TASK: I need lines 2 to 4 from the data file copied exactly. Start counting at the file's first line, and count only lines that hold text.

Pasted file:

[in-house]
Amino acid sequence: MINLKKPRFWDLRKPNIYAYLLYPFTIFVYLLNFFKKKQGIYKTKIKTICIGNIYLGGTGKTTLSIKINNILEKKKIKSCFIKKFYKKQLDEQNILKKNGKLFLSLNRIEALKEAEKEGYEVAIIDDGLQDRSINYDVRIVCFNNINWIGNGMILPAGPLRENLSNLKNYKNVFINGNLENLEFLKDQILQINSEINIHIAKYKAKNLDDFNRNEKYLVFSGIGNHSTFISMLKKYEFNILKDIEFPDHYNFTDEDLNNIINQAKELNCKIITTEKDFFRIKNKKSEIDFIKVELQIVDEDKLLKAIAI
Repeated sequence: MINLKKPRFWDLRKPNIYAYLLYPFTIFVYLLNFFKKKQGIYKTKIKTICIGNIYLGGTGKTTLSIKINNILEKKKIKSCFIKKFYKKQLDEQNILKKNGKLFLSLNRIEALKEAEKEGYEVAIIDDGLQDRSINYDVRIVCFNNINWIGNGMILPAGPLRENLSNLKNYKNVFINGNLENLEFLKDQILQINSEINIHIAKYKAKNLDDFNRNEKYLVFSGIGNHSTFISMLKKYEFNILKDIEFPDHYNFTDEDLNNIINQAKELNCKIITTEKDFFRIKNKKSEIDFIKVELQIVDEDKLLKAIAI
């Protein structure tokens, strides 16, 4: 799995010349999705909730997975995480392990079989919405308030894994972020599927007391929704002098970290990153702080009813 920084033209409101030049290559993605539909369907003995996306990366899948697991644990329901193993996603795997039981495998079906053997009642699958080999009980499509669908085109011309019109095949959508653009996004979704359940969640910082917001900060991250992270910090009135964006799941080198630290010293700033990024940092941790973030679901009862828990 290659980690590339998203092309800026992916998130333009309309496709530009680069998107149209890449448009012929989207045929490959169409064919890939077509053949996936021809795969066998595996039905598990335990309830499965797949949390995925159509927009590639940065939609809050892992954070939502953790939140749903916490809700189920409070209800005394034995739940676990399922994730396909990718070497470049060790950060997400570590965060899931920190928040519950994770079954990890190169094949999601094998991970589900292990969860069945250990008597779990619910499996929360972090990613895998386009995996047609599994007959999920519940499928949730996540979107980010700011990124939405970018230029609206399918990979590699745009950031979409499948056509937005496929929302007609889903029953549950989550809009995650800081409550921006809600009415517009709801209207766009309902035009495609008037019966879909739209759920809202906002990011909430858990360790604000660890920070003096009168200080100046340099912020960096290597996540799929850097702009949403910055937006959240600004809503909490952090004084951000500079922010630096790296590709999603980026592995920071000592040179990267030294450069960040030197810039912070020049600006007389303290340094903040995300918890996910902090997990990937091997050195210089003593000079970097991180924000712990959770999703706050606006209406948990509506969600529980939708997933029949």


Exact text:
Amino acid sequence: MINLKKPRFWDLRKPNIYAYLLYPFTIFVYLLNFFKKKQGIYKTKIKTICIGNIYLGGTGKTTLSIKINNILEKKKIKSCFIKKFYKKQLDEQNILKKNGKLFLSLNRIEALKEAEKEGYEVAIIDDGLQDRSINYDVRIVCFNNINWIGNGMILPAGPLRENLSNLKNYKNVFINGNLENLEFLKDQILQINSEINIHIAKYKAKNLDDFNRNEKYLVFSGIGNHSTFISMLKKYEFNILKDIEFPDHYNFTDEDLNNIINQAKELNCKIITTEKDFFRIKNKKSEIDFIKVELQIVDEDKLLKAIAI
Repeated sequence: MINLKKPRFWDLRKPNIYAYLLYPFTIFVYLLNFFKKKQGIYKTKIKTICIGNIYLGGTGKTTLSIKINNILEKKKIKSCFIKKFYKKQLDEQNILKKNGKLFLSLNRIEALKEAEKEGYEVAIIDDGLQDRSINYDVRIVCFNNINWIGNGMILPAGPLRENLSNLKNYKNVFINGNLENLEFLKDQILQINSEINIHIAKYKAKNLDDFNRNEKYLVFSGIGNHSTFISMLKKYEFNILKDIEFPDHYNFTDEDLNNIINQAKELNCKIITTEKDFFRIKNKKSEIDFIKVELQIVDEDKLLKAIAI
């Protein structure tokens, strides 16, 4: 799995010349999705909730997975995480392990079989919405308030894994972020599927007391929704002098970290990153702080009813 920084033209409101030049290559993605539909369907003995996306990366899948697991644990329901193993996603795997039981495998079906053997009642699958080999009980499509669908085109011309019109095949959508653009996004979704359940969640910082917001900060991250992270910090009135964006799941080198630290010293700033990024940092941790973030679901009862828990 290659980690590339998203092309800026992916998130333009309309496709530009680069998107149209890449448009012929989207045929490959169409064919890939077509053949996936021809795969066998595996039905598990335990309830499965797949949390995925159509927009590639940065939609809050892992954070939502953790939140749903916490809700189920409070209800005394034995739940676990399922994730396909990718070497470049060790950060997400570590965060899931920190928040519950994770079954990890190169094949999601094998991970589900292990969860069945250990008597779990619910499996929360972090990613895998386009995996047609599994007959999920519940499928949730996540979107980010700011990124939405970018230029609206399918990979590699745009950031979409499948056509937005496929929302007609889903029953549950989550809009995650800081409550921006809600009415517009709801209207766009309902035009495609008037019966879909739209759920809202906002990011909430858990360790604000660890920070003096009168200080100046340099912020960096290597996540799929850097702009949403910055937006959240600004809503909490952090004084951000500079922010630096790296590709999603980026592995920071000592040179990267030294450069960040030197810039912070020049600006007389303290340094903040995300918890996910902090997990990937091997050195210089003593000079970097991180924000712990959770999703706050606006209406948990509506969600529980939708997933029949």